If you live by lists, spend your time jumping from one obligation to another, check your phone constantly for updates and messages, then you are definitely not alone. But if you pride yourself on, or merely identify as, being a Multi-Tasker then I have some bad news for you. Multi-tasking is, quite simply, a lie.
Multi-tasking does not correlate with higher productivity. The key issue is focus. Focus is the essential ingredient for stunning results. If you're aiming for mediocre, just scrape by, that'll do, results then stop reading and keep multi-tasking. You're on the right track. However, If your ambitions stretch a little, or a whole lot, further than that, spend a few minutes with me here and I think I can point you to some simple tools that might help you on your way.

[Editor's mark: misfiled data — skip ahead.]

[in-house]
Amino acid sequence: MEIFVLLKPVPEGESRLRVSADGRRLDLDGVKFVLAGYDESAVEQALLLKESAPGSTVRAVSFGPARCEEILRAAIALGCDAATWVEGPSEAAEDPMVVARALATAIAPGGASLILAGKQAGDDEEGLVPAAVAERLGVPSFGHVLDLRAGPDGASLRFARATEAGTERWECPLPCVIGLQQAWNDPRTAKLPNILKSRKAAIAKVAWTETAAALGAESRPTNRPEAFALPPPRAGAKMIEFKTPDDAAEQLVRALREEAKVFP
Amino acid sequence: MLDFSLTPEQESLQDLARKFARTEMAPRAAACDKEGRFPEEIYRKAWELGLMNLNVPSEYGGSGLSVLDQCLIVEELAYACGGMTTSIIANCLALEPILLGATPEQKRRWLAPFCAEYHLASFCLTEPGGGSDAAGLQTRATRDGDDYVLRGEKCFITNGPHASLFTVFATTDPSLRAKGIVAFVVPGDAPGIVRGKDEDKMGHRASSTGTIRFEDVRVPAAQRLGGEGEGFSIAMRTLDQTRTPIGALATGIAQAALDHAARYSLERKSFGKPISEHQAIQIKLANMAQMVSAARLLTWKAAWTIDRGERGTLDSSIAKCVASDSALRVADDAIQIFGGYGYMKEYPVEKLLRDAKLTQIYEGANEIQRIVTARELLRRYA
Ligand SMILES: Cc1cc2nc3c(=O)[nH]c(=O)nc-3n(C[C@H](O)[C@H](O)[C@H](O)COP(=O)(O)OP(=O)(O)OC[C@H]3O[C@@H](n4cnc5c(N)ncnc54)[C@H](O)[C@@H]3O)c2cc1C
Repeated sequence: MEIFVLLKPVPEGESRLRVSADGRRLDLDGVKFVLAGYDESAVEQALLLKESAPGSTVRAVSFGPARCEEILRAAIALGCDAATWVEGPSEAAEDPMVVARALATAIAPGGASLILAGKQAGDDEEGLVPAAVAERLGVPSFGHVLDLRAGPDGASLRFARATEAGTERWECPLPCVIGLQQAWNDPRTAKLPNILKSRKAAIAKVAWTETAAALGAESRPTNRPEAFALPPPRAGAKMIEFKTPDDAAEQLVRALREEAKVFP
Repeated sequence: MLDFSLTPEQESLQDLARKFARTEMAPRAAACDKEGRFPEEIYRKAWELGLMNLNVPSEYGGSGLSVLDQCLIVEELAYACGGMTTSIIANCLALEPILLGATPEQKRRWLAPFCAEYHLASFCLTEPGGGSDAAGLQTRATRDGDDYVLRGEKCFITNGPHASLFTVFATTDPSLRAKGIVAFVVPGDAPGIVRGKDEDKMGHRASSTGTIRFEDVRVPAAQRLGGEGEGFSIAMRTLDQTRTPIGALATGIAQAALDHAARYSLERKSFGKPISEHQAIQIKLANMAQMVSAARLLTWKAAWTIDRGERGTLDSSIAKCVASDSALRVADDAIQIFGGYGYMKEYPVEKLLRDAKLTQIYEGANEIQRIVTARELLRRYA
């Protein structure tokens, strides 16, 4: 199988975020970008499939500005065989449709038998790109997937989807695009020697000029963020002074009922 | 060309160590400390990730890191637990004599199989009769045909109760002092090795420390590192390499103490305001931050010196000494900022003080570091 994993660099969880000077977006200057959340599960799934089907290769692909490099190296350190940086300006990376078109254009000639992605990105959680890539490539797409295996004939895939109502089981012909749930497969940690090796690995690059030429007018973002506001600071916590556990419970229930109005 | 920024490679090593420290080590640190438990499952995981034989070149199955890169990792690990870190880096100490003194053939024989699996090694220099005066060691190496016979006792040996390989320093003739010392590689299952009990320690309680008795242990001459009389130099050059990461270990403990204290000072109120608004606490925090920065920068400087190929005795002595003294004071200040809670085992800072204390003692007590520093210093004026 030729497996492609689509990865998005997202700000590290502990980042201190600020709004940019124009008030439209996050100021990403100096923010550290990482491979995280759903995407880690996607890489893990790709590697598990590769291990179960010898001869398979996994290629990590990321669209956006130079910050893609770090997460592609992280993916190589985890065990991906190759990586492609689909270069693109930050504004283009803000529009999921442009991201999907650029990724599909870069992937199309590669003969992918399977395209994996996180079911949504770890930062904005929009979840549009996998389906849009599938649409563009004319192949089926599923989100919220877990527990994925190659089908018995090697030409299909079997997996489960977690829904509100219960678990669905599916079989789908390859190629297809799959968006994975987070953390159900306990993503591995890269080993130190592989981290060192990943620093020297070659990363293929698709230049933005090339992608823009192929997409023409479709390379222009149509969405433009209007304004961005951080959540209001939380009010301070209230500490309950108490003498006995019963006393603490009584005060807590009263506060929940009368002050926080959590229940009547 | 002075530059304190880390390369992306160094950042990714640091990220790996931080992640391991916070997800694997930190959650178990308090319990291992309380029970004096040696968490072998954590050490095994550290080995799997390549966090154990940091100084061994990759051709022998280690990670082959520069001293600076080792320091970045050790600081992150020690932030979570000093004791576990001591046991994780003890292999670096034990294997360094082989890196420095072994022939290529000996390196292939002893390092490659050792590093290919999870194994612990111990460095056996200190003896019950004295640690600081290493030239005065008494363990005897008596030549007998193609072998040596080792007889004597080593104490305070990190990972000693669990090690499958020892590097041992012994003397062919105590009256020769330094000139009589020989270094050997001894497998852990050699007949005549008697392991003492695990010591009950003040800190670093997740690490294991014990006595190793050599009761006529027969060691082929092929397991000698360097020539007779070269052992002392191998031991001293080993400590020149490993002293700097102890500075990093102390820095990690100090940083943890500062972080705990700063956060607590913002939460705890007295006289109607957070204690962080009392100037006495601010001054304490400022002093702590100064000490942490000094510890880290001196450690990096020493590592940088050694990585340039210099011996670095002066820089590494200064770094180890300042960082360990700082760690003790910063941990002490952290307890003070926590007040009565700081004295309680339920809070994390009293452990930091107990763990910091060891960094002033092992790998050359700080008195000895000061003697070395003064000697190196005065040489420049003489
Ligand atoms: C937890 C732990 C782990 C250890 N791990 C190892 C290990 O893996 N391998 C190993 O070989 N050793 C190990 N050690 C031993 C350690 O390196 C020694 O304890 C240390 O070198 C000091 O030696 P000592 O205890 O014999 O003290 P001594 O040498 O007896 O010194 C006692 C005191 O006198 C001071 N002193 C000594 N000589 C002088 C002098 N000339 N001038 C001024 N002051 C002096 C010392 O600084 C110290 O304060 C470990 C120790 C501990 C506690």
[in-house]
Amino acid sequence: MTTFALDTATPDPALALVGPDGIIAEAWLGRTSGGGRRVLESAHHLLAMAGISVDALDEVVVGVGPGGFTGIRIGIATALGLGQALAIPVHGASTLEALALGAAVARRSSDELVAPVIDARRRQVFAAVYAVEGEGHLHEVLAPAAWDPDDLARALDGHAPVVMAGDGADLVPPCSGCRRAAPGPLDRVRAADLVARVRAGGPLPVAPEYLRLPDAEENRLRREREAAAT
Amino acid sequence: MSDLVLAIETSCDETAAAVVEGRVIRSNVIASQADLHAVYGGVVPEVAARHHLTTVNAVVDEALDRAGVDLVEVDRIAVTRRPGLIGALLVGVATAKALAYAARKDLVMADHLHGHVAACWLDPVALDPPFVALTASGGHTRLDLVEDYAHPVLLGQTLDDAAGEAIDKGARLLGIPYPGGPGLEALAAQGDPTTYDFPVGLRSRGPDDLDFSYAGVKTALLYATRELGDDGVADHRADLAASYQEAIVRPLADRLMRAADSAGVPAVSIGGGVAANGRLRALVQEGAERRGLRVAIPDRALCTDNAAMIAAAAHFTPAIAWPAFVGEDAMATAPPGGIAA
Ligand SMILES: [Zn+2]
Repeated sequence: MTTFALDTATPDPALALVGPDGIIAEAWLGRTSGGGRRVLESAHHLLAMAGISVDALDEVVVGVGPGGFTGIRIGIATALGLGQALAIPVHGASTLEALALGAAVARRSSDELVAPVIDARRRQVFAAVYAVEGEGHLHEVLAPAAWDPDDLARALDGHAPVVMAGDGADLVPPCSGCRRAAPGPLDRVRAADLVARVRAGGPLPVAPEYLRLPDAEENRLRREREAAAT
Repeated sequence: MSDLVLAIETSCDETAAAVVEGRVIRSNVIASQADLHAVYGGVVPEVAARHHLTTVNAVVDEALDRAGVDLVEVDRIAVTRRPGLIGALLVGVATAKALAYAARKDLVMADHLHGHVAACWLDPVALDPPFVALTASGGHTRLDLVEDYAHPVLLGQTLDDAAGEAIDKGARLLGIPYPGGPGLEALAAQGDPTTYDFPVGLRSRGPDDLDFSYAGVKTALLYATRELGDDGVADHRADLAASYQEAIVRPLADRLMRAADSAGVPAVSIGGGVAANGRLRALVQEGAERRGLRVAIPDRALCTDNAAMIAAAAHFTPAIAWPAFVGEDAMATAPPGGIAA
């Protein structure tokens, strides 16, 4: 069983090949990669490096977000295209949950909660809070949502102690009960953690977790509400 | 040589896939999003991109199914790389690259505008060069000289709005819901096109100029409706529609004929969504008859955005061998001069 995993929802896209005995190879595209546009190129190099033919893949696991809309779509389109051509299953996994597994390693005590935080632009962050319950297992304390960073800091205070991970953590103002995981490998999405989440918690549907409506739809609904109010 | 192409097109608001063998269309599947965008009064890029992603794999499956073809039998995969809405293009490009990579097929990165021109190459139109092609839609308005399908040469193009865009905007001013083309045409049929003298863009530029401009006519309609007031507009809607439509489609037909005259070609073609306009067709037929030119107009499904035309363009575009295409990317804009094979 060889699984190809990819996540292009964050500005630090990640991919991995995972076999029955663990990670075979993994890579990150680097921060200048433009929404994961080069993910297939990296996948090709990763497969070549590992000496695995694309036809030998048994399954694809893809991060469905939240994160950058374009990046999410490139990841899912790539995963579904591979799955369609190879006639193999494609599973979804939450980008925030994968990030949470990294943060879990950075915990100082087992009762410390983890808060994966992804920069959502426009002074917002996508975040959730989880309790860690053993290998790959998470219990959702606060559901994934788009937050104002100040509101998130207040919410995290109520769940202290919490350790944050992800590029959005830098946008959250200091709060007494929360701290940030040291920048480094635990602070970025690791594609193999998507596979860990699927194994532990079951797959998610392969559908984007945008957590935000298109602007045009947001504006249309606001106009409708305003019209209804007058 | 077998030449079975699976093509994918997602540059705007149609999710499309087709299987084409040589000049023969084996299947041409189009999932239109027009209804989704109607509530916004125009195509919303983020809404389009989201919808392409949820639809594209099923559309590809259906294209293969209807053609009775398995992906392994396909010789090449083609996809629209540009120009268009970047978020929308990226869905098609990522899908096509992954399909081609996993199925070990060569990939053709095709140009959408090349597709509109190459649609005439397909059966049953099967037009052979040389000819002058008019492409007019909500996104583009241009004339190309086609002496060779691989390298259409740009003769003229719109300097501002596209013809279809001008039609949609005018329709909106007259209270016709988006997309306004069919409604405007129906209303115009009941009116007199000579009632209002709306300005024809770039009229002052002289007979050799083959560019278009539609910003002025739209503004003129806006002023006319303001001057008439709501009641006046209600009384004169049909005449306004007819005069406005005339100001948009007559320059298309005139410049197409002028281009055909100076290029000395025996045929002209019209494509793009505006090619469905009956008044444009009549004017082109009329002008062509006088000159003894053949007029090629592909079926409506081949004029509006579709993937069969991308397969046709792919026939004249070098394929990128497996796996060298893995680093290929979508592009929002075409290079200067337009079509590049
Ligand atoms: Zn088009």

Listen, I know we can all do mundane boring tasks like fold laundry and watch TV at the same time. That's not what we're talking about here. If you have a goal (and if you're still looking for your focus check out one of my earlier posts, "Why the Hell Not?!", for some resources on this) or a specific project at work, then you will have identified 'work blocks' that need to be completed to achieve that goal or complete that work project. Here's the thing - If you decided to spend say 4 hours daily on that goal or project, and you were to do so as a multi-tasker, your results would be far far below the results of a "single-tasker".
The truth is, in a world of distraction, single-tasking is a SUPERPOWER!